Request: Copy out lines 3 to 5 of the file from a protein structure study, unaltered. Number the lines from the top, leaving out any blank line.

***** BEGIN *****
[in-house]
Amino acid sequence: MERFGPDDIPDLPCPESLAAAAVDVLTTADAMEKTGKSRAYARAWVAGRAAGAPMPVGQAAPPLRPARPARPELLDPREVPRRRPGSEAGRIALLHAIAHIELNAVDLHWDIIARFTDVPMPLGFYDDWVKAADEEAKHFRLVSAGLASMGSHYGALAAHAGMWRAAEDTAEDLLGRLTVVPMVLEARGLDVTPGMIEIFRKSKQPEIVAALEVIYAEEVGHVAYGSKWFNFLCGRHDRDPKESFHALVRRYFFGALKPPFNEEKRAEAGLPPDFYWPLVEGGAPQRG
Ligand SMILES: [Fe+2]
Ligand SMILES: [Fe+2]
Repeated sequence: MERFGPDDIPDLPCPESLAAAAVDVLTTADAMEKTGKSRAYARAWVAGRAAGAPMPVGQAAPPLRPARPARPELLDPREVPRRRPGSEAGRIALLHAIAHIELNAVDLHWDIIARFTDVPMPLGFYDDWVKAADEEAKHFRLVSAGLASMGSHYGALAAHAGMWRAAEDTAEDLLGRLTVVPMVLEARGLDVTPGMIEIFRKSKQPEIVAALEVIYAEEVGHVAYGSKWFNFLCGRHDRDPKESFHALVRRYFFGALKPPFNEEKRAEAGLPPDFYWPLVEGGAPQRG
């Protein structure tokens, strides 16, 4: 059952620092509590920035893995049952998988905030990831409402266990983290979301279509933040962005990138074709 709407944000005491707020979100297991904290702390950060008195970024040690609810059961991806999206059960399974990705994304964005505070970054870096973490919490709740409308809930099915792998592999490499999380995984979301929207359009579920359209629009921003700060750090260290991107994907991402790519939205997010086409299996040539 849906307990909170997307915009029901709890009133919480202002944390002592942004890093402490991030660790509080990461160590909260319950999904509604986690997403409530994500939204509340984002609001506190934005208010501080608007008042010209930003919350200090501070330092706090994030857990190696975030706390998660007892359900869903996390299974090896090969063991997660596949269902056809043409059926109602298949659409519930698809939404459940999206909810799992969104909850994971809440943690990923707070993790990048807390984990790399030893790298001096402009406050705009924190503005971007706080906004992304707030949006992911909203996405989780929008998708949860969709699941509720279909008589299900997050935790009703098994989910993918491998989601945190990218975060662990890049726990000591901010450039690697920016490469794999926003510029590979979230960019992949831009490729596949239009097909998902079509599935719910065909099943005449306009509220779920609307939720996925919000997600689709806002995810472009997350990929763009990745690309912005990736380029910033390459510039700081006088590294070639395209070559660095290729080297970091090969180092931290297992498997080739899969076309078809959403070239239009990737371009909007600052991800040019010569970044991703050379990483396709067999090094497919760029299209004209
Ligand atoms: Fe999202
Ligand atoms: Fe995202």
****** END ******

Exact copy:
Ligand SMILES: [Fe+2]
Ligand SMILES: [Fe+2]
Repeated sequence: MERFGPDDIPDLPCPESLAAAAVDVLTTADAMEKTGKSRAYARAWVAGRAAGAPMPVGQAAPPLRPARPARPELLDPREVPRRRPGSEAGRIALLHAIAHIELNAVDLHWDIIARFTDVPMPLGFYDDWVKAADEEAKHFRLVSAGLASMGSHYGALAAHAGMWRAAEDTAEDLLGRLTVVPMVLEARGLDVTPGMIEIFRKSKQPEIVAALEVIYAEEVGHVAYGSKWFNFLCGRHDRDPKESFHALVRRYFFGALKPPFNEEKRAEAGLPPDFYWPLVEGGAPQRG